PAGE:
Wednesday, 20 July 2011

Don't Mention The Pie.

Yesterday anyone who was available in the afternoon was watching the slightly odd entertainment of the Commons Media Select Committee. It was without any doubt the highest viewing figures for any select committee proceedings because of the Murdochs. James and Rupert Murdoch were answering questions about the involvement of News International in the use of phone hacking by News Of The World Journalists. I’m not going to comment on whether I think their testimony was of any interest. I’ll leave that up to the blogs that deal with that subject. I don’t. I want to look at their performance as interviewees. What can they teach us for next time we face a hostile interviewer?

It was a game of two techniques and that is possibly the most impressive thing about their performance. It started a little shakily with a refusal to let them read a prepared statement, and then Murdoch Senior managed to interrupt proceedings to tell us all how humble he was. Humble people don’t interrupt to tell us how humble they are. From that clanging beginning however it turned into a tour de force of contrition manipulation and obfuscation.

James Murdoch has been very well taught in the methods used to diffuse a difficult interview. He was a picture of regret and sorrow when it came to the shortcomings of News International. His tone of voice didn’t really change from a low monotone of submission and his face rarely dropped the expression of a Public School Head Boy caught smoking in the quad. One of his key techniques, however, was the long and detailed answer. When faced with an interview that you know has a time limit make your answers detailed, relevant and long; throw in lots of context, sub-clauses and the occasional bit of technical data (think of the ramblings of Grandpa Simpson). There were a number of replies that seemed to take us back to his childhood and were so involved that even as a keen observer I’d lost track of what the question was.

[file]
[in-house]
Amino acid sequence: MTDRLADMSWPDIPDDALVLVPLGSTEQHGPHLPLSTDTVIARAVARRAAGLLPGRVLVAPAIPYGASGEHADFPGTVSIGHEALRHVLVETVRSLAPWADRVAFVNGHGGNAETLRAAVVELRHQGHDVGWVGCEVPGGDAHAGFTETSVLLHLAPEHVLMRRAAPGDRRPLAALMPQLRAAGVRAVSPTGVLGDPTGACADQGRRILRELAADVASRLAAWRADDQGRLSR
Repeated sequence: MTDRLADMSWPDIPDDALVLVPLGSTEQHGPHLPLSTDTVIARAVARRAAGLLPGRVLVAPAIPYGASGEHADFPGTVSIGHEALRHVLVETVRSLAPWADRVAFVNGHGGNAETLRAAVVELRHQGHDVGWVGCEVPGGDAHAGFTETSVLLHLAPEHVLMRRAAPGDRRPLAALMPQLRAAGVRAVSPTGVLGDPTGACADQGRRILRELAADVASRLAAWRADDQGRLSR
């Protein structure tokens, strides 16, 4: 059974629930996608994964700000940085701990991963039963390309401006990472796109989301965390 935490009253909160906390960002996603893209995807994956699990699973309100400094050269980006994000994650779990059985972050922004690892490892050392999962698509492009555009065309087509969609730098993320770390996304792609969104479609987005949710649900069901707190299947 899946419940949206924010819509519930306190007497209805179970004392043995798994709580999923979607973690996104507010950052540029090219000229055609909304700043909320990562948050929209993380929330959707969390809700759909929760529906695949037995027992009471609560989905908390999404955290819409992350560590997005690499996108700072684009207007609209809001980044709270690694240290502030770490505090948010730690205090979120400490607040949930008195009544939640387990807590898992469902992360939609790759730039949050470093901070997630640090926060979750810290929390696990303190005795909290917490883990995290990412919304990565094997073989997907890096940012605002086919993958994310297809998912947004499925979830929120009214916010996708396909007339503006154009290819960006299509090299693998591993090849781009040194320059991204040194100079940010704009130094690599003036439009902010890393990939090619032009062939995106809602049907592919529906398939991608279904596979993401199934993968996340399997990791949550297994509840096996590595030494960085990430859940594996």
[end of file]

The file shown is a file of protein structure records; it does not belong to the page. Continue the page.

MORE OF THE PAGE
Rupert Murdoch had a different technique. Most of the informed viewers were waiting for the questioning of Tom Watson MP, the back bencher who had been at the heart of the story of Murdoch’s power over Parliament; he was dogged, he was clear and he was forthright. Tom Watson hadn’t allowed for Rupert Murdoch’s reaction to the questioning. A bald slumped eighty year old man, looking confused beleaguered and harangued, he cut a pitiable figure as he paused before each vague answer and seemed to know little of what his company had been up to. As the questioning went on Murdoch looked more like a care home resident who was regretting giving his son power of attorney. However, later in proceedings he appeared to have facts at his finger tips; the steel trap of a mind was still well oiled and catching people out. Had he just used the great defence of being too old and feeble to stand trial? As for that nasty Tom Watson, he’d just beaten up an octogenarian on live television.

Emotional connection is the Murdoch’s biggest triumph. After appearing in front of the Select Committee they have become human, they are no longer faceless monsters who have the morals of a tabloid journalist, they are human and they are very sorry*. Genius.

*no, I haven’t addressed any of the content of what they said. They wriggled and shimmied and seemed to say very little of use. The defence of hampering criminal proceedings was trotted out regularly.  The Tom Watson questioning about corporate governance was very interesting but will be remembered for Rupert Murdoch’s reaction, not the substance.

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